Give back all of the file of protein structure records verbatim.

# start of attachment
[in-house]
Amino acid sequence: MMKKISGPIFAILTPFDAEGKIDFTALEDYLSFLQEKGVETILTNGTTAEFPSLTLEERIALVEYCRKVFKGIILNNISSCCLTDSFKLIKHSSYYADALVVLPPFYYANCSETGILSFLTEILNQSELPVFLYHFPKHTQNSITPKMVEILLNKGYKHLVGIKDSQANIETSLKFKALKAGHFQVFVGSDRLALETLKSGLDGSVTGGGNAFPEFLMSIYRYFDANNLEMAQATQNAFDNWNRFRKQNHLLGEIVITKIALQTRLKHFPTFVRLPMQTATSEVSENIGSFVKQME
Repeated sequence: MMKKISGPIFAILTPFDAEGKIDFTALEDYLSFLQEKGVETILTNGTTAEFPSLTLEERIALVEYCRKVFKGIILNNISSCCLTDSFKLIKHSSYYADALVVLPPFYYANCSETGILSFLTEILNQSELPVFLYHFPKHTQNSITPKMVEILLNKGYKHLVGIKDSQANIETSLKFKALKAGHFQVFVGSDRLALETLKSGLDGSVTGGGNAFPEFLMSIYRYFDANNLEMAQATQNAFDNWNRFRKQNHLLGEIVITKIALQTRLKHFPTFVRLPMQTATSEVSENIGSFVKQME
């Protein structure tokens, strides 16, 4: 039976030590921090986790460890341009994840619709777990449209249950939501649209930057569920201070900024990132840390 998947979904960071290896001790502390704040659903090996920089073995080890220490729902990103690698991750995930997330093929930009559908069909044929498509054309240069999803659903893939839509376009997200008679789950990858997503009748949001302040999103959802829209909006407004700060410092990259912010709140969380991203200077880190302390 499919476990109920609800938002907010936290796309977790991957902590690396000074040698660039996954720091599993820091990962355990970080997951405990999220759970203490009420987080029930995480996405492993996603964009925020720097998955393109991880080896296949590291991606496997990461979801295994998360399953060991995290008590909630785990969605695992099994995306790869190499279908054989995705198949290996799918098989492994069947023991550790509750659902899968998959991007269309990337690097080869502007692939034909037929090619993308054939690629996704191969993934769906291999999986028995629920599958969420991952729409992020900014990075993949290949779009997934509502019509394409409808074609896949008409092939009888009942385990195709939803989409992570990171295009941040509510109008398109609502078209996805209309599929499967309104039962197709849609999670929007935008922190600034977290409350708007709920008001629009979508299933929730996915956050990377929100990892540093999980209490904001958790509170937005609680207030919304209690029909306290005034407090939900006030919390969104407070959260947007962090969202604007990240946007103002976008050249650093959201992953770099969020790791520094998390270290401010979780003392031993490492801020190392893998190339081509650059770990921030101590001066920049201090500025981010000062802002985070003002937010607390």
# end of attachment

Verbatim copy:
[in-house]
Amino acid sequence: MMKKISGPIFAILTPFDAEGKIDFTALEDYLSFLQEKGVETILTNGTTAEFPSLTLEERIALVEYCRKVFKGIILNNISSCCLTDSFKLIKHSSYYADALVVLPPFYYANCSETGILSFLTEILNQSELPVFLYHFPKHTQNSITPKMVEILLNKGYKHLVGIKDSQANIETSLKFKALKAGHFQVFVGSDRLALETLKSGLDGSVTGGGNAFPEFLMSIYRYFDANNLEMAQATQNAFDNWNRFRKQNHLLGEIVITKIALQTRLKHFPTFVRLPMQTATSEVSENIGSFVKQME
Repeated sequence: MMKKISGPIFAILTPFDAEGKIDFTALEDYLSFLQEKGVETILTNGTTAEFPSLTLEERIALVEYCRKVFKGIILNNISSCCLTDSFKLIKHSSYYADALVVLPPFYYANCSETGILSFLTEILNQSELPVFLYHFPKHTQNSITPKMVEILLNKGYKHLVGIKDSQANIETSLKFKALKAGHFQVFVGSDRLALETLKSGLDGSVTGGGNAFPEFLMSIYRYFDANNLEMAQATQNAFDNWNRFRKQNHLLGEIVITKIALQTRLKHFPTFVRLPMQTATSEVSENIGSFVKQME
């Protein structure tokens, strides 16, 4: 039976030590921090986790460890341009994840619709777990449209249950939501649209930057569920201070900024990132840390 998947979904960071290896001790502390704040659903090996920089073995080890220490729902990103690698991750995930997330093929930009559908069909044929498509054309240069999803659903893939839509376009997200008679789950990858997503009748949001302040999103959802829209909006407004700060410092990259912010709140969380991203200077880190302390 499919476990109920609800938002907010936290796309977790991957902590690396000074040698660039996954720091599993820091990962355990970080997951405990999220759970203490009420987080029930995480996405492993996603964009925020720097998955393109991880080896296949590291991606496997990461979801295994998360399953060991995290008590909630785990969605695992099994995306790869190499279908054989995705198949290996799918098989492994069947023991550790509750659902899968998959991007269309990337690097080869502007692939034909037929090619993308054939690629996704191969993934769906291999999986028995629920599958969420991952729409992020900014990075993949290949779009997934509502019509394409409808074609896949008409092939009888009942385990195709939803989409992570990171295009941040509510109008398109609502078209996805209309599929499967309104039962197709849609999670929007935008922190600034977290409350708007709920008001629009979508299933929730996915956050990377929100990892540093999980209490904001958790509170937005609680207030919304209690029909306290005034407090939900006030919390969104407070959260947007962090969202604007990240946007103002976008050249650093959201992953770099969020790791520094998390270290401010979780003392031993490492801020190392893998190339081509650059770990921030101590001066920049201090500025981010000062802002985070003002937010607390």